About six weeks ago, I joined the Nerd Fitness Academy. It’s a paid membership, although it’s free to subscribe to the twice-weekly posts on the blog.
The most recent blog post hit my inbox sometime in the night, but I got to read it this morning. It was an update on Steve’s Epic Quest of Awesomeness. It got me thinking about what I would set myself as an Epic Quest. Overseas travel is out of the question, at least from a financial perspective, as flights for seven people is… more than we can currently afford. I could go on but, basically, Steve’s quests are going to look vastly different from my own. Steve is a young, single guy living in America (where you can easily earn credit card points to turn into travel vouchers!) and I’m a not-so-young stay at home mum of five kids, including one with autism, living on a single income. His dreams are different from mine and his idea of fun is different to mine.
Some lovely ladies on the Nerd Fitness Academy Facebook page suggested that bringing up five kids is an Epic Quest in an of itself. Conquering the housework is an Epic Quest. To a point, they are right, but they are quests that you can never just cross off your list, they are things that need doing again, and again, and again. Even my psychologist (yes, I have a psychologist) has said that it’s important for me to achieve things, to do things that can’t be undone. Once I’ve read a book, I can’t unread it. Once I’ve done a 5km fun run, I can’t unrun it. Once I’ve caught up on all the washing, give it a few hours and it needs doing again. So I need to focus on things that I can’t undo (like weight loss). Things that are done and ticked off and we move on to the next challenge.
And so, I am working on some quests so I can “level up my life”, as Steve says.
For 2014 we created an “Adventure Passport” with challenges for our three eldest children. Things like going on a bushwalk, swimming in a natural body of water, visiting museums, attending live performances, trying new foods etc. Some of them could be completed once and ticked off, some required multiple ticks to finish (such as trying a new food). So I am contemplating creating an adventure passport for myself, although I’m thinking it would also be awesome to have it laid out like a huge map (although I doubt I have the artistic skills to pull that one off).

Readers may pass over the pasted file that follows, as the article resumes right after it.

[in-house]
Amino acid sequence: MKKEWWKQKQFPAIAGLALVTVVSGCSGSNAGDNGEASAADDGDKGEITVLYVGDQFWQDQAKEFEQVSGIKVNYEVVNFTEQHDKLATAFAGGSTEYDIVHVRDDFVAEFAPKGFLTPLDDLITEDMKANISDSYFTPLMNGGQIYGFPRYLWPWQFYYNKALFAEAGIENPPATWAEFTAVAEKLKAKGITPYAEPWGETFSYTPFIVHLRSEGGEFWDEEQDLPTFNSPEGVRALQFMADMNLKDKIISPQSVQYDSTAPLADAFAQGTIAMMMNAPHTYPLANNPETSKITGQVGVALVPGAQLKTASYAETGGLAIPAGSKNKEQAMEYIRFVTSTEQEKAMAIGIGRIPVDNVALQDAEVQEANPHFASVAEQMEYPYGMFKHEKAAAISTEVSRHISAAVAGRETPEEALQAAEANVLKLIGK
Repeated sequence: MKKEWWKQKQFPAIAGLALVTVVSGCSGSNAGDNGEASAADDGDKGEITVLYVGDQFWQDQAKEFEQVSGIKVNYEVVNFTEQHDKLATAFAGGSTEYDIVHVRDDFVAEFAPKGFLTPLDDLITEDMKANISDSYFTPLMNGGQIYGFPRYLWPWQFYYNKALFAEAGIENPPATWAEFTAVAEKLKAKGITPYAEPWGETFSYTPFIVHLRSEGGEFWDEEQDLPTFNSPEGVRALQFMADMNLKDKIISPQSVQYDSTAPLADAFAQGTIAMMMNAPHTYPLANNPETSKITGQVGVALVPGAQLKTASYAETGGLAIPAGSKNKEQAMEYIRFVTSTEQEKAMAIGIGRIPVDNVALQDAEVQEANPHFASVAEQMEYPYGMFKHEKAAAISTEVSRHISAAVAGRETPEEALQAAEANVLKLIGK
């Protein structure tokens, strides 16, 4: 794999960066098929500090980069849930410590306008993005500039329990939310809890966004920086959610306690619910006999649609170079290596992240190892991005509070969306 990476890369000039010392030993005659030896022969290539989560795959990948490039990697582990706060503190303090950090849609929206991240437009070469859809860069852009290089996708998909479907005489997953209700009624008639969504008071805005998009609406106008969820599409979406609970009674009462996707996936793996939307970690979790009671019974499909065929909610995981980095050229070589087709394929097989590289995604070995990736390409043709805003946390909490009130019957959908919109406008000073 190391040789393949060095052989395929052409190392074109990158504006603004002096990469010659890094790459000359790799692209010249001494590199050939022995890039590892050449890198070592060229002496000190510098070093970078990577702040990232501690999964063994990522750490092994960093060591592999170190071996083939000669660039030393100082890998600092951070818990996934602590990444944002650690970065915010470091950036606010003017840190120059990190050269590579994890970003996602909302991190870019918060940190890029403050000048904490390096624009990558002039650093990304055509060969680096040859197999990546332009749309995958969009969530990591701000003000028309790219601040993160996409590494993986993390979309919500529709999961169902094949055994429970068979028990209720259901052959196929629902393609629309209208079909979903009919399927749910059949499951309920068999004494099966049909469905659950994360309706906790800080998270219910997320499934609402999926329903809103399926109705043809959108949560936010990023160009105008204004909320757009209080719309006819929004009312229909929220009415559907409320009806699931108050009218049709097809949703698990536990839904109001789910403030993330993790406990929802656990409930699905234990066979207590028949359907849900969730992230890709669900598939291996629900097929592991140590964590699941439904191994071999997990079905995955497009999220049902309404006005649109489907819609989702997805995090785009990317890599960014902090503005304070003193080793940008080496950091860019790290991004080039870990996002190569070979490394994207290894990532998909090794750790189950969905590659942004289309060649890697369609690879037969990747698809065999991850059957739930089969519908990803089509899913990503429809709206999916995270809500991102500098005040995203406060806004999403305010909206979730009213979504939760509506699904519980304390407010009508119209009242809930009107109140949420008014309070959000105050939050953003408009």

The rules will be simple, although it’s a 2015 challenge, I am giving myself some wiggle room by allowing myself to start working on it from… well… now! If there’s any caveats to a particular challenge, I’ll make it clear. And all of the challenges must be ones that I cannot undo, like being a certain weight or having the house clean, and ones that I can’t completely mess up, like saying I’ll do something every single day/week, because life happens. People get sick, crises happen. Life happens.
Enough talk, on to THE LIST!
- Finish the Couch to 5k program. Which means being able to run/jog for 30mins without stopping.
- Achieve 50 parkruns (currently at 15).
- Walk/Run 1000km across the year-and-a-bit (not in one hit!!) – which will set me well on my way to Mordor (I’m currently on 99km and The Road To Mordor is 2863km long).
- Be able to hold either a headstand or handstand (yoga) for at least a few seconds.
- Be able to do three proper pushups (on toes) in a row.
New Experiences Challenges
- Try five new foods.
- Attend a class, or a series of classes, to learn a new skill.
- Try an exercise class I’ve never tried before.
- Visit three cultural locations (museums, art galleries, historic sites) I’ve never been to before.
- Read ten fiction books.
- Read five biographies.
- Read five non-fiction books (not biographies).
- Begin ten books from my “I should read these classics” list, and complete at least three of them (to qualify as beginning the book I need to read at least three chapters/50 pages).
- Read three novels aloud to our children.
- Complete Rosetta Stone Level One – Spanish (Latin American).
- Complete DuoLingo in Spanish.
- Work through Laugh and Learn Spanish.
- Complete Rosetta Stone Level Two – Spanish (Latin American).
- Read a novel, in Spanish.